On Wednesday, August 9, 2017 at 12:05:32 AM UTC-4, Peter Gutmann wrote:
> Matthew Hardeman via dev-security-policy
> <firstname.lastname@example.org> writes:
> >I merely raise the point that IF the framers of the 20 bytes rule did, in
> >fact, simultaneously intend that arbitrary SHA-1 hash results should be able
> >to be stuffed into the serial number field AND SIMULTANEOUSLY that the DER
> >encoded integer field value must be a positive integer and that insertion of
> >a leading 0x00 byte to ensure that the high order bit would be 0 (thus
> >regarded as a positive value per the coding), THEN it must follow that at
> >least in the minds of those who engineered the rule, that the inserted 0x00
> >byte must not be part of the 20 byte maximum size of the value AS legitimate
> >SHA-1 values of 20 bytes do include values where the high order bit would be
> >1 and without pre-padding the proper interpretation of such a value would be
> >as a negative integer.
> That sounds like sensible reasoning. So you need to accept at least 20 + 1
> bytes, or better yet just set it to 32 or 64 bytes and be done with it because
> there are bound to be implementations out there that don't respect the 20-byte
> limit. At the very least though you'd need to be able to handle 20 + 1.
I see. So the solution to standards non-compliance that creates compatibility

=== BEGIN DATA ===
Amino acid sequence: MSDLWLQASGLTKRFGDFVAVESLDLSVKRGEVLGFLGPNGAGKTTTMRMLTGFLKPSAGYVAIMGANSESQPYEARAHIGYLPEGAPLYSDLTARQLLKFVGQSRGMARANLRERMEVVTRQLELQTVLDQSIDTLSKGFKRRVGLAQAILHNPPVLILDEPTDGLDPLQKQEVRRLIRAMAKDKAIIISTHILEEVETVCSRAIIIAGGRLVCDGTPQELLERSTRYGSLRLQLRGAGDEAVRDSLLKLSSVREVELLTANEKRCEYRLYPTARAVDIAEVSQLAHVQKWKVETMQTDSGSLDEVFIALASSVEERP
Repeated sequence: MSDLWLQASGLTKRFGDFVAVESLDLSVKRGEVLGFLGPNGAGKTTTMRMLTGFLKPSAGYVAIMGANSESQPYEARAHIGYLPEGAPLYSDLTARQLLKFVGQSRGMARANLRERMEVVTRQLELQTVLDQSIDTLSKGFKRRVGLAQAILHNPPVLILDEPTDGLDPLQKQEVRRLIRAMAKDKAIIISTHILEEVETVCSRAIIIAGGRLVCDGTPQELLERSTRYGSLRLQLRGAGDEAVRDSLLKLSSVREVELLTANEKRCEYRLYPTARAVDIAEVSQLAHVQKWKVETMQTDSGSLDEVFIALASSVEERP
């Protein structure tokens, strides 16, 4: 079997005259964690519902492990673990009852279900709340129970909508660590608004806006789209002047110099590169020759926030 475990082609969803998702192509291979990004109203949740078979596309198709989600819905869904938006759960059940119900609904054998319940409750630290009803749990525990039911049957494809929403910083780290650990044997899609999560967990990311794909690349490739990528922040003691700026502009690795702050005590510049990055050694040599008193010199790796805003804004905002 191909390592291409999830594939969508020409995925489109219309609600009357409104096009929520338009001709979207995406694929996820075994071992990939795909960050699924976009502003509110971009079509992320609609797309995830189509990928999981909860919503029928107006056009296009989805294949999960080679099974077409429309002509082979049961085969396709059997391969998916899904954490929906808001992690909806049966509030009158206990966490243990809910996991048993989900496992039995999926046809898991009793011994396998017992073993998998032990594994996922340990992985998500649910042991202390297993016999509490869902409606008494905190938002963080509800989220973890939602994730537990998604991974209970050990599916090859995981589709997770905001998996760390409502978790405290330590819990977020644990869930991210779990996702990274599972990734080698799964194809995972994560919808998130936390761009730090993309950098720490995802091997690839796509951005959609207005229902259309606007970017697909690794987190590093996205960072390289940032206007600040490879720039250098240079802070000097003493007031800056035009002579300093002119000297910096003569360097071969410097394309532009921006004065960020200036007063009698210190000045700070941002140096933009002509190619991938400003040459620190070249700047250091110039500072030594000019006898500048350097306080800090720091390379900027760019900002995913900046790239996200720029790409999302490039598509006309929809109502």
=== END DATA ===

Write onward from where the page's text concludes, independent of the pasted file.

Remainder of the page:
issues is to invent arbitrary standards (32 or 64 bytes)? How does that align
with https://www.mozilla.org/en-US/about/manifesto/#principle-06 ?
The original language in RFC 2459 restricted it to INTEGER, and in 2459 had no
length limit (thus, unbounded). This was reformed in RFC 3280, which introduced
the language limiting the upper bound to 20 octets - which clearly intends to
be the encoded value, by virtue of X.690. Similarly, when coupled with the
'positive integer', this would hopefully have clearly limited the length to 20
octets - there's no "20 plus padding" because the guarantee of a positive
integer is a transformation that happens before the conversion to octets, and
the result is limited to 20 octets, and those octets are the result of encoding
to the appropriate rules (BER or DER).
So no, this attempt at retro-analyzing 'large enough to fit SHA-1' does not fit
the historic context, does not fit the text, and the argument for arbitrary
bytes (e.g. actively ignoring 3280) is equally silly.
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